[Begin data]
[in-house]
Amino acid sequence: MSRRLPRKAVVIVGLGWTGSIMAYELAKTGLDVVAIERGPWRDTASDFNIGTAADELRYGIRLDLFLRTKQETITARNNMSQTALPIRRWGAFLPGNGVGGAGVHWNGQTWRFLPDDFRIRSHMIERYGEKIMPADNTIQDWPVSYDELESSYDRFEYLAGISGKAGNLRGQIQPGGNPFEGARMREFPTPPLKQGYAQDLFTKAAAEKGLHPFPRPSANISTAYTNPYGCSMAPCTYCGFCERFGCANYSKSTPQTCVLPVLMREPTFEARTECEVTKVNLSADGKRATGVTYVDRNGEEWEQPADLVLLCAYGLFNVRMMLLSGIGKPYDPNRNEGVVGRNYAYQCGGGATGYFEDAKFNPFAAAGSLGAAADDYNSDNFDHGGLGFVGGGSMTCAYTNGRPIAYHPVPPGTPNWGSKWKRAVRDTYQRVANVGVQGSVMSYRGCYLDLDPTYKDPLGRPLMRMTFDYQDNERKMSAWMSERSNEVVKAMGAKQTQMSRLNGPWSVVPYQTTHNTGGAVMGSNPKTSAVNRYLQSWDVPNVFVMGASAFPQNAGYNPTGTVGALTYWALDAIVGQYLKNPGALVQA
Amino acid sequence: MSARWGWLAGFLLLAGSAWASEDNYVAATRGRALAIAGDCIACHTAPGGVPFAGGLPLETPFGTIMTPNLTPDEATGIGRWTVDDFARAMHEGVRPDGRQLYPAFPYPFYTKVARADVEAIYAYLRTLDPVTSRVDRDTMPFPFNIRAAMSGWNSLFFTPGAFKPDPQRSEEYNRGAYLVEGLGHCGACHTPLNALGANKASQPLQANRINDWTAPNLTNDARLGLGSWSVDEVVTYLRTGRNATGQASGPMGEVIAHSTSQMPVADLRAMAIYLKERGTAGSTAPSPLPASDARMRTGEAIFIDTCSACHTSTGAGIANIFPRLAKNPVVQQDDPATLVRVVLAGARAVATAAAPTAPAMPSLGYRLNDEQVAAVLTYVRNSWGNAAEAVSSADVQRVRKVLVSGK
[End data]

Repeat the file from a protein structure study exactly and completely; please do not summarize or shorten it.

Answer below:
[in-house]
Amino acid sequence: MSRRLPRKAVVIVGLGWTGSIMAYELAKTGLDVVAIERGPWRDTASDFNIGTAADELRYGIRLDLFLRTKQETITARNNMSQTALPIRRWGAFLPGNGVGGAGVHWNGQTWRFLPDDFRIRSHMIERYGEKIMPADNTIQDWPVSYDELESSYDRFEYLAGISGKAGNLRGQIQPGGNPFEGARMREFPTPPLKQGYAQDLFTKAAAEKGLHPFPRPSANISTAYTNPYGCSMAPCTYCGFCERFGCANYSKSTPQTCVLPVLMREPTFEARTECEVTKVNLSADGKRATGVTYVDRNGEEWEQPADLVLLCAYGLFNVRMMLLSGIGKPYDPNRNEGVVGRNYAYQCGGGATGYFEDAKFNPFAAAGSLGAAADDYNSDNFDHGGLGFVGGGSMTCAYTNGRPIAYHPVPPGTPNWGSKWKRAVRDTYQRVANVGVQGSVMSYRGCYLDLDPTYKDPLGRPLMRMTFDYQDNERKMSAWMSERSNEVVKAMGAKQTQMSRLNGPWSVVPYQTTHNTGGAVMGSNPKTSAVNRYLQSWDVPNVFVMGASAFPQNAGYNPTGTVGALTYWALDAIVGQYLKNPGALVQA
Amino acid sequence: MSARWGWLAGFLLLAGSAWASEDNYVAATRGRALAIAGDCIACHTAPGGVPFAGGLPLETPFGTIMTPNLTPDEATGIGRWTVDDFARAMHEGVRPDGRQLYPAFPYPFYTKVARADVEAIYAYLRTLDPVTSRVDRDTMPFPFNIRAAMSGWNSLFFTPGAFKPDPQRSEEYNRGAYLVEGLGHCGACHTPLNALGANKASQPLQANRINDWTAPNLTNDARLGLGSWSVDEVVTYLRTGRNATGQASGPMGEVIAHSTSQMPVADLRAMAIYLKERGTAGSTAPSPLPASDARMRTGEAIFIDTCSACHTSTGAGIANIFPRLAKNPVVQQDDPATLVRVVLAGARAVATAAAPTAPAMPSLGYRLNDEQVAAVLTYVRNSWGNAAEAVSSADVQRVRKVLVSGK